Applying for funding - Top tips
Fundraising is not something you can ignore. People don't get involved in voluntary activity because they want to do fundraising and so, all too often, one or two people find themselves called "The Fundraising Committee" while the rest get on with the "real" work.
If this happens it's likely that the "Fundraising Committee" will get depressed and give up, the organisation won't have enough money to do the "real" work, so other people will get depressed and give up, nobody wins.
Getting the money to do what you want to do is a central part of a group's activity. If everyone takes it seriously, thinks about getting money well in advance of needing it and then puts some time and effort into getting it, the chances are that you will actually find yourselves with the money and the time to get on with the real work.
Help and guidance
So what do you do?
The first thing is to make a shopping list. This may turn out to look like a budget for the next financial year but it is not necessarily that, and it is not the Treasurer's job. The Treasurer keeps track of the money but the group should decide what's needed. Put down everything you might need. This might include:
- Rent of a building
- Rates and insurance on a building
- Money for electricity, gas, phone
- Wages or expenses for volunteers
- Cost of publicity material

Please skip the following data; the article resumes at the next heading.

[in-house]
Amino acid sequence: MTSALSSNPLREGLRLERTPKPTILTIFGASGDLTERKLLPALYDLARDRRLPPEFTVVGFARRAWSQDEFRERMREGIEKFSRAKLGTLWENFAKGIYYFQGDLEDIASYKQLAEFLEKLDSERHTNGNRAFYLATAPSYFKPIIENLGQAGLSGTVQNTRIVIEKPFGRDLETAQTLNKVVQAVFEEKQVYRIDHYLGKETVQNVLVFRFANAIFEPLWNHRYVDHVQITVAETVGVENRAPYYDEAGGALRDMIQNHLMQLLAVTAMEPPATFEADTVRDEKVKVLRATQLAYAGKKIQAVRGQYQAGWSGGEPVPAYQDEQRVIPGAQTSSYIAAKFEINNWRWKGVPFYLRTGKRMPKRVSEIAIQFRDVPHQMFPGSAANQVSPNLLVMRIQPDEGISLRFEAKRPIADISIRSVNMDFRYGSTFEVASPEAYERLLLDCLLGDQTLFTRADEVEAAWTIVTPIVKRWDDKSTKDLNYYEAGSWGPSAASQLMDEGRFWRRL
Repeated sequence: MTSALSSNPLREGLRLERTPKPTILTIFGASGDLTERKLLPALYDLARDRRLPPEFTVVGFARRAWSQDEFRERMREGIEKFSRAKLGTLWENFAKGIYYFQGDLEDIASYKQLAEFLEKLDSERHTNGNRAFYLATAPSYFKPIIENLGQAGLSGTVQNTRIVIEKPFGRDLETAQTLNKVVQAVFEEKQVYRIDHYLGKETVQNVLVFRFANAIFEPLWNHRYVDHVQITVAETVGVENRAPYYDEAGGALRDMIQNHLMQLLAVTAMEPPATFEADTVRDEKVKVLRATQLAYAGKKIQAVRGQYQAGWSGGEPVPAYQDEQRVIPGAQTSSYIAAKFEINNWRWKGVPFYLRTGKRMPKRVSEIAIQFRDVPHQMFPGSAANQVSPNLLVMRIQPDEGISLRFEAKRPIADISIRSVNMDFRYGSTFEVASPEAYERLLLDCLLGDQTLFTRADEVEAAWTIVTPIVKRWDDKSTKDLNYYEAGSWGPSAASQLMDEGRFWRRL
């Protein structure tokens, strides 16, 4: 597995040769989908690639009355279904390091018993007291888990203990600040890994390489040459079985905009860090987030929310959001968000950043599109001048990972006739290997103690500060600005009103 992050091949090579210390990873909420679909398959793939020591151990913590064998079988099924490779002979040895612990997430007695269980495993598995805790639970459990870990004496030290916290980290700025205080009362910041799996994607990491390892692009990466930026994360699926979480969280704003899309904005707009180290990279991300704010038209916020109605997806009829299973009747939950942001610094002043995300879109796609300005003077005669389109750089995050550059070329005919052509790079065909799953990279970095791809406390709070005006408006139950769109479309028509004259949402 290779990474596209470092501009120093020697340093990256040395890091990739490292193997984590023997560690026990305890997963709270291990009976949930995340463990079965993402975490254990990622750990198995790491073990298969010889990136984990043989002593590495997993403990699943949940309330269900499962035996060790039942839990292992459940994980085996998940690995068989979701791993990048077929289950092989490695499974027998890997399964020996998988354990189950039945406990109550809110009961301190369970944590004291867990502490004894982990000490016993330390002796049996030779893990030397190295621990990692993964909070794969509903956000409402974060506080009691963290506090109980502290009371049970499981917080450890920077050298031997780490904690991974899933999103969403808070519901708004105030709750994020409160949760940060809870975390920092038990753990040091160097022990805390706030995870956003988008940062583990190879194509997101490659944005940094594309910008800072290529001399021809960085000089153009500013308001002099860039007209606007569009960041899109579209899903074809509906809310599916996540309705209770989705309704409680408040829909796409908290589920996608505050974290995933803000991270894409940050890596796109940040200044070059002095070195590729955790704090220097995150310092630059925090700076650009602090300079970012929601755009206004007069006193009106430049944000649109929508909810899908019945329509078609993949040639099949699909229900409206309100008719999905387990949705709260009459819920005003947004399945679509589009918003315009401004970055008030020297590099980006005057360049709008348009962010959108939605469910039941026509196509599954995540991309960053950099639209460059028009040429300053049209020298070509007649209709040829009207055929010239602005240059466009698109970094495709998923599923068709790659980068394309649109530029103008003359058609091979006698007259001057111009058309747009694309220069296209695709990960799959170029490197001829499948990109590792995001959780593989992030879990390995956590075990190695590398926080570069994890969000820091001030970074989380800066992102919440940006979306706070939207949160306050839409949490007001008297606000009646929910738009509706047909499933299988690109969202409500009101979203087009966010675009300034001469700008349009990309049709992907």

- Cost of equipment
- Hire of a hall or room
- Cost of stamps and stationery
There may well be other things! Work out what each of these is going to cost and add it all up. It's then a italictitle of working out who to go to for what.
In general, if you want:
- Salaries and running costs you should look to statutory sources of money or the National Lottery
- One-off items of equipment try trusts or companies
Whatever you do will probably take longer than you imagine. Some statutory grants and other schemes happen once a year and you may need to start planning 18 months in advance. Some trusts only meet once a year. Think ahead. If you're going to go carol-singing round the pubs at Christmas, don't start planning it in mid-December.
It may be better to grow slowly and develop in the direction you want rather than go all out for any money that's around and find yourselves having to cope with a whole lot of bureaucratic red-tape in a game where someone else always makes the rules.
Keep a note of which bodies you've approached, when you approached them, and what the result was. Then you'll know who to go back to, and when. And you won't lose all the precious information about funders that you've painstakingly built up if the person in your organisation who has been writing the letters leaves the group.
Say thank you
If you do get help from someone, thank them. Send them your annual report or press cuttings, tell them what you've done with the money, invite them to come and see what you do, invite them to your Christmas party - whatever seems appropriate. You're trying to build up a relationship with funders so anything you do to increase communication is important.
This information is reproduced with the kind permission of FunderFinder.